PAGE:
It’s the end of the line in New York. That is, it’s the end of waiting in line for baseball playoff tickets for Mets and Yankees fans. This tradition is going into history due to the amazing transformation the internet is having on everything in our society. The memories of waiting in a line, debating who would win, strong points and weak points, all are now going away in the Big Apple. And probably the rest of Baseball USA soon. The baseball team ownership is moving to an online lottery for tickets.
The movement to online rather than in line has been gathering strength for the last few years. The Mets are officially the first team to say no more to any box office sale of playoff tickets. There is more than one reason behind the move. The major reason that is cited by the Mets organization is fairness, convenience, and ease. People sitting at home, waiting for the imaginary bell to chime, all are able to scramble for their tickets. And if were honest, the baseball organizations probably did not like people gathering outside the ballparks. This is a situation that had to be managed, even if from a distance. Plus, in addition to whatever security or adminstration was necessary, they also had to provide the staff to operate those box office windows. Now, a much smaller staff can organize the online event, everyone can participate, it is all over in a matter of minutes, and the computers will sort out all the details. Another reason the move is taking place is that the NYPD and the City were not thrilled with the concept of thousands of people waiting in potentially bad weather, and potentially angry by a competitive and poorly organized structure. So, essentially the powers that be did not enjoy the situation and now technology has taken it away.
But, as is so often the case in the modern era, shouldn’t we ask ourselves ‘what have we lost’? I have waited in line for tickets before and the excitement was something that can’t be replaced. People would bring food, swap stories, and the suffering through the bad weather only reinforced the sensation of loyalty to team. Was it ideal? No. Was it logical? Not really. But baseball is wholly American and the more dedication people had for their team the better the chance they had to see them in person, in the playoffs. Now we are left with an emotionless (and I will admit very democratic) process of distributing those coveted baseball tickets. It still bothers me, though. In 1998, when the Yanks swept the Padres in the World Series, someone who had a ticket for that game was a diehard fan, no matter what. Either they had season tickets, they paid a ton of money to a ticket broker, or they did what only the Average Joe could do to get a World Series ticket: they waited all night in the cold with their own conviction and fortitude. When you saw a ticket from those days, or the years before, the ticket had an image of dedication. Today, it is more a reflection of status or luck.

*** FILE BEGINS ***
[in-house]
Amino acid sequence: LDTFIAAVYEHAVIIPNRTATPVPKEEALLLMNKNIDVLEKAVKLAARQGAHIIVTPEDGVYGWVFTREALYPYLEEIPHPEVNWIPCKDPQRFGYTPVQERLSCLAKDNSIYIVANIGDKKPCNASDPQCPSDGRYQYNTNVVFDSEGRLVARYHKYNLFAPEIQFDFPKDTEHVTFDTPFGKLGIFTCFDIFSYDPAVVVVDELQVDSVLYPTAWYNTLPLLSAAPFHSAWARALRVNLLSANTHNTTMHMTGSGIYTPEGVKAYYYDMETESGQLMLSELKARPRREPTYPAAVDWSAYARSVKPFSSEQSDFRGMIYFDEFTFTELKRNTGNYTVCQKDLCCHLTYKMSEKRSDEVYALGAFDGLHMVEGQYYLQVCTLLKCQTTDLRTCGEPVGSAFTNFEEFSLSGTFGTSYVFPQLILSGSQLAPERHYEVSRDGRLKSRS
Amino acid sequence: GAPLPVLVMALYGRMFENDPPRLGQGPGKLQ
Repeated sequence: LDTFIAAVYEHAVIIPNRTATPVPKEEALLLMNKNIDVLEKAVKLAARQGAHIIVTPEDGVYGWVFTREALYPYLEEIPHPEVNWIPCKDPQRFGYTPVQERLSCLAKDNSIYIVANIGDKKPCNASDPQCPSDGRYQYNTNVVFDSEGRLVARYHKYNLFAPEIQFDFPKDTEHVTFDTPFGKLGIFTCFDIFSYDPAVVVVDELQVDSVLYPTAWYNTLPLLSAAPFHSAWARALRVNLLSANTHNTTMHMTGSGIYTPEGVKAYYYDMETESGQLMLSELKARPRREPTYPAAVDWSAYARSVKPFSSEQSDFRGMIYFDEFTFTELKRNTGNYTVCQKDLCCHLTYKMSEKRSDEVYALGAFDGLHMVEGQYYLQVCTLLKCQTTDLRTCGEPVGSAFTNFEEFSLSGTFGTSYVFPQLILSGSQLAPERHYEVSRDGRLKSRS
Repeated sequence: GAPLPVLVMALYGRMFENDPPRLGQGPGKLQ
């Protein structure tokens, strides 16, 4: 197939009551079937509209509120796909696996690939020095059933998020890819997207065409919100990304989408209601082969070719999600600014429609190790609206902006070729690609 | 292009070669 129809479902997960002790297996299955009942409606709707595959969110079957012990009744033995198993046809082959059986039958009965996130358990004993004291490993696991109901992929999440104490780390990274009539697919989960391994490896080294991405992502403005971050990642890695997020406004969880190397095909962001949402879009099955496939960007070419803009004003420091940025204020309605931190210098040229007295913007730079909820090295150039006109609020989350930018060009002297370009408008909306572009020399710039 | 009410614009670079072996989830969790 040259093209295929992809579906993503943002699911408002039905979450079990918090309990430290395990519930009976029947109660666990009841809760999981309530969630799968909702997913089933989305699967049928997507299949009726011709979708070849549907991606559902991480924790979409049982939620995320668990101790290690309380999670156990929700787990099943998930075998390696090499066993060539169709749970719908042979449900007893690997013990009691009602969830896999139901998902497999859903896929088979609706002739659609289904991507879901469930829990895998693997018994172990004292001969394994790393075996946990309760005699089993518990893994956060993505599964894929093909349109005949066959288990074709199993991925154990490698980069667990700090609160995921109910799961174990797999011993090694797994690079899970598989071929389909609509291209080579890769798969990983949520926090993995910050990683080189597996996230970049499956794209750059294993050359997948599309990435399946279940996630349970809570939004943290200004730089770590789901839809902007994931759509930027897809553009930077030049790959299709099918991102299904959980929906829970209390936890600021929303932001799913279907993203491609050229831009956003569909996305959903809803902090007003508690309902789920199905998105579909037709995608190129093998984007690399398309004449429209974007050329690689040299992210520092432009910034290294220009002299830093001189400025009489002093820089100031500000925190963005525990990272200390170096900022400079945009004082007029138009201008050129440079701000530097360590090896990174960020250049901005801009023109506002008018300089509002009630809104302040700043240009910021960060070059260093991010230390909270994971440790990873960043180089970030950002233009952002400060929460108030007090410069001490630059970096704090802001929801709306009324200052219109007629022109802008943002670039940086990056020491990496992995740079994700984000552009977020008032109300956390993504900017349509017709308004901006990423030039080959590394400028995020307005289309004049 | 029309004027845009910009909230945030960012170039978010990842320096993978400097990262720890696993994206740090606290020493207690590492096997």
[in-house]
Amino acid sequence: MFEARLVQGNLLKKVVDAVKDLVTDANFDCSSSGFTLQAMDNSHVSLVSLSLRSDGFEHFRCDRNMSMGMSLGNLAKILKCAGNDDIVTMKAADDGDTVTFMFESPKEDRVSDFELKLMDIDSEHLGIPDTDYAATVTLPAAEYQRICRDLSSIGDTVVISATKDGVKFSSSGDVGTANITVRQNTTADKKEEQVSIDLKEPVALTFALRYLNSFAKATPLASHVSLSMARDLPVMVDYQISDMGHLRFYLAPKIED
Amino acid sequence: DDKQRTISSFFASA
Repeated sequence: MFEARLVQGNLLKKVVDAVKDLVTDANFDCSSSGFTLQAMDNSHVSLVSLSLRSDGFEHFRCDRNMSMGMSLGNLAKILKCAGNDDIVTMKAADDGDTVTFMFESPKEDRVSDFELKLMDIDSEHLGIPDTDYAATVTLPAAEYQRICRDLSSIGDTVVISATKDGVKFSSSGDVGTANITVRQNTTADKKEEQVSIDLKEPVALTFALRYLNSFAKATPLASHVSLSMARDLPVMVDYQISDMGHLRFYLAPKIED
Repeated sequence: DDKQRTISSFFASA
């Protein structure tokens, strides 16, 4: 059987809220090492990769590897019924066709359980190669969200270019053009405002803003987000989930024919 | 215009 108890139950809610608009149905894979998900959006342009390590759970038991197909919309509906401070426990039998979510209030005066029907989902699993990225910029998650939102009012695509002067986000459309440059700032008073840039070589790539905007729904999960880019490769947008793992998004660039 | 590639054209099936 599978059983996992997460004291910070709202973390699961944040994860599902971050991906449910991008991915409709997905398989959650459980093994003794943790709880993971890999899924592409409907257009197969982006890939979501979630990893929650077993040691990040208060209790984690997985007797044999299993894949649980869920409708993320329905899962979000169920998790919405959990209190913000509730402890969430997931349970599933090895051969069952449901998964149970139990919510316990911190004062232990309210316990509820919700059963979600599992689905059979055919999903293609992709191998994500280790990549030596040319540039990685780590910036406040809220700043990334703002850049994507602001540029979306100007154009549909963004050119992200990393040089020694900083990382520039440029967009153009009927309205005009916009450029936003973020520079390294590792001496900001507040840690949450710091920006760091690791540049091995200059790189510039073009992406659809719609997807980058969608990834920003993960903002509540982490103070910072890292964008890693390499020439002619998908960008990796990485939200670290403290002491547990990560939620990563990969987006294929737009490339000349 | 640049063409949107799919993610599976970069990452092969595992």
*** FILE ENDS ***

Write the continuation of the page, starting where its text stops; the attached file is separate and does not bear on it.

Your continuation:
Times change. Baseball is still baseball and to some this might be a small issue to write about, but to a purist it’s the tradition that counts side by side with the game. The future of baseball tickets is definitely online, but let’s not forget a great part of baseball tradition. And hopefully not all cities will follow step. Cash and luck should not be all that ballparks are made of. Baseball should be avaibable to everyone, especially to those dedicated enough to stand in line at 3am talking baseball in the cold.